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State proposes to add funding for water goals

Issue Date: May 19, 2021
By Kevin Hecteman

As more of California sinks into extreme drought, Gov. Gavin Newsom has asked the Legislature to appropriate billions of dollars to address critical water needs.

In the "May revise"—an update to the budget proposal he initially submitted to the Legislature in January—Newsom proposes to spend nearly $3.5 billion on water supply and resilience projects, with total investment reaching $5.1 billion over multiple years.

The revised budget lays out a number of water-related priorities: providing access to safe drinking water; building water-supply reliability and improving flood protection; immediate drought support; enabling improved data collection and monitoring; and restoring fish and wildlife habitat, reconnecting wildlife corridors and removing barriers to fish passage.

Notably missing from that list is agriculture, according to Danny Merkley, California Farm Bureau director of water resources.

"There's nothing in the budget that really helps free up water for food production and ag products," Merkley said. "There's just no water there."

The governor's plan will be negotiated along with a similar plan for short-term water investments proposed in the state Senate, with the resulting compromise appearing in the final budget that must be approved and sent to the governor by June 15.

Merkley noted that the governor's proposal includes elements of Senate Bill 559 from Sen. Melissa Hurtado, D-Sanger, which would help with repairs on water conveyance facilities.

"That would pony up the state's share of the cost for repairs to the Friant-Kern Canal, the California Aqueduct and the Delta-Mendota Canal, where they have subsidence issues and have considerable work to be done," he said.

A similar bill was approved by the Legislature last year but Newsom vetoed it, saying he supported repairing the Friant-Kern Canal but felt it should be dealt with in the normal budget process.

The governor's revised budget proposal also includes $200 million for implementation of the Sustainable Groundwater Management Act, under which local groundwater sustainability agencies have been working to put together plans for state approval. The proposed funding brings Newsom's total budget request for SGMA to $300 million.

"Some folks are really breaking their backs, trying to meet their deadline of Jan. 31 to have their groundwater sustainability plans submitted for review," Merkley said, noting that the process has been especially tough on more rural counties.

He cited Humboldt County as an example.

"They're behind the 8-ball," Merkley said. "They haven't been able to have meetings where they can get public input and sort things out that way. They don't have good broadband, and they can't really meet in person."

Newsom also called for $500 million for Multi-Benefit Land Repurposing—in other words, aiding farmers forced to take agricultural land out of production because of a lack of water. The money would be used to conserve land for habitat and open space.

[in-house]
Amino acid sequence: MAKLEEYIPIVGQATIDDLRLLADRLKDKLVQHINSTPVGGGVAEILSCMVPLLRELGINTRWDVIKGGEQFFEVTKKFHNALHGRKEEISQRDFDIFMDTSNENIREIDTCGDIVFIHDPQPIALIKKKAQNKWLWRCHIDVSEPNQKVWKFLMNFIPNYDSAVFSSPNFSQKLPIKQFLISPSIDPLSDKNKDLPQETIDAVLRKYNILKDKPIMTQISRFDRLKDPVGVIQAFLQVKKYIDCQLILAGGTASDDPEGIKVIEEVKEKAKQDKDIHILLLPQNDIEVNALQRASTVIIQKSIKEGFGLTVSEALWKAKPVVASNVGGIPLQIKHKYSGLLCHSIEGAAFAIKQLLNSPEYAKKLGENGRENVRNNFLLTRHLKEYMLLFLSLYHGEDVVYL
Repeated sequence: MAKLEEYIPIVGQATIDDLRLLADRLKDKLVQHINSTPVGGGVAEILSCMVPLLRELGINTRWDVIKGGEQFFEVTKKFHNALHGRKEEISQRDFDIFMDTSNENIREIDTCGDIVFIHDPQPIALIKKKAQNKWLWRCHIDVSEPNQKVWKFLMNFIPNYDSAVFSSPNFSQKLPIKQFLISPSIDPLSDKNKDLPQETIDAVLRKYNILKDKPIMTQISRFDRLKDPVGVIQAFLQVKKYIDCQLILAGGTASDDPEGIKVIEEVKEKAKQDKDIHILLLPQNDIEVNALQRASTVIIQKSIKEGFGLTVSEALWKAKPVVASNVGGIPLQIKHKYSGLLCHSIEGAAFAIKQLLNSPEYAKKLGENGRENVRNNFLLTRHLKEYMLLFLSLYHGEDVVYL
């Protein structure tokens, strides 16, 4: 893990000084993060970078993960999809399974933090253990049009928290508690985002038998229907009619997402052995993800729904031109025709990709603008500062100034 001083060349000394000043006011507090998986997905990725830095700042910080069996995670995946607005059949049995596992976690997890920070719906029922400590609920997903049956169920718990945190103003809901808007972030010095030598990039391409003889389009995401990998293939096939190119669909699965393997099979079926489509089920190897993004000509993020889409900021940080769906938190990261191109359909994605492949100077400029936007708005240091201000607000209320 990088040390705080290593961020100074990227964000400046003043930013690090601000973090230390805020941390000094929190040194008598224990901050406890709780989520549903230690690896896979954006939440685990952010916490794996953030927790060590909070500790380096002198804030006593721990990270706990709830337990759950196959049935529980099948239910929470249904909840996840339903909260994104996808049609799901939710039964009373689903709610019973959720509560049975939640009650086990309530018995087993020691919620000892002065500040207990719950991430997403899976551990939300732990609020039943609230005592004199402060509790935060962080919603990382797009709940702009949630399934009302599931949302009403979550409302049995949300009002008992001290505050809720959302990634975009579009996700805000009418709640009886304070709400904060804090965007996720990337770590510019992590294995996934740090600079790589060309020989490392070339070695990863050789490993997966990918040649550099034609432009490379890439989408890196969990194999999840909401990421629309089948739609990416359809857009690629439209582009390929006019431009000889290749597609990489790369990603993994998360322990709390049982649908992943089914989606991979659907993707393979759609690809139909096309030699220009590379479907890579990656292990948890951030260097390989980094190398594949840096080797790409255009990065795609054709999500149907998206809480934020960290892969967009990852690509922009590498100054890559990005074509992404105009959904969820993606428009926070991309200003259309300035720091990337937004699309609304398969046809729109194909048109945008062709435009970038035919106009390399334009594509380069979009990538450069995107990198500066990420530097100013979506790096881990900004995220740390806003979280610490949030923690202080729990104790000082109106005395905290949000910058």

This idea is also being discussed in the Legislature as Assembly Bill 242 from Assembly members Robert Rivas, D-Hollister, and Rudy Salas, D-Bakersfield. Rivas chairs the Assembly Agriculture Committee.

How useful that funding would be "depends on where you are and who you are," Merkley said.

"If you're in a position that you're going to have to take your productive land out of production because of SGMA and because of the drought, you don't have water, then this can help," he said. "It's not going to make you whole, but it will help to offset some of your losses—losses in production, losses in property value—and it can help facilitate converting it to other uses."

Merkley noted that Farm Bureau policy opposes permanently retiring agricultural land, but that the land-conversion provisions of the budget proposal and AB 242 apply only to willing landowners, who would have the option of retaining title to their land.

"If they can get a little bit of help to offset their losses from lack of production to converting it to conservation uses, then that's helpful," he said.

The revised budget also proposes an additional $60 million for the State Water Efficiency and Enhancement Program, administered by the California Department of Food and Agriculture. The program provides financial assistance to farmers for irrigation system improvements that lower water use and greenhouse-gas emissions. The May revision also adds $5 million for technical assistance for on-farm water use efficiency, and $1.5 million for drought-related economic analysis and decision-making tools for agriculture.

Merkley said the current dire water situation in which California finds itself points up the need for planning ahead.

"It's too late now for this year, but where we'll really get our biggest bang for our buck is investing in storage," he said. "The voters, almost seven years ago, overwhelmingly approved $2.7 billion for new water storage (in the Proposition 1 water bond), and the process is really dragging its feet."

(Kevin Hecteman is an assistant editor of Ag Alert. He can be contacted at khecteman@cfbf.com.)

Permission for use is granted, however, credit must be made to the California Farm Bureau Federation when reprinting this item.




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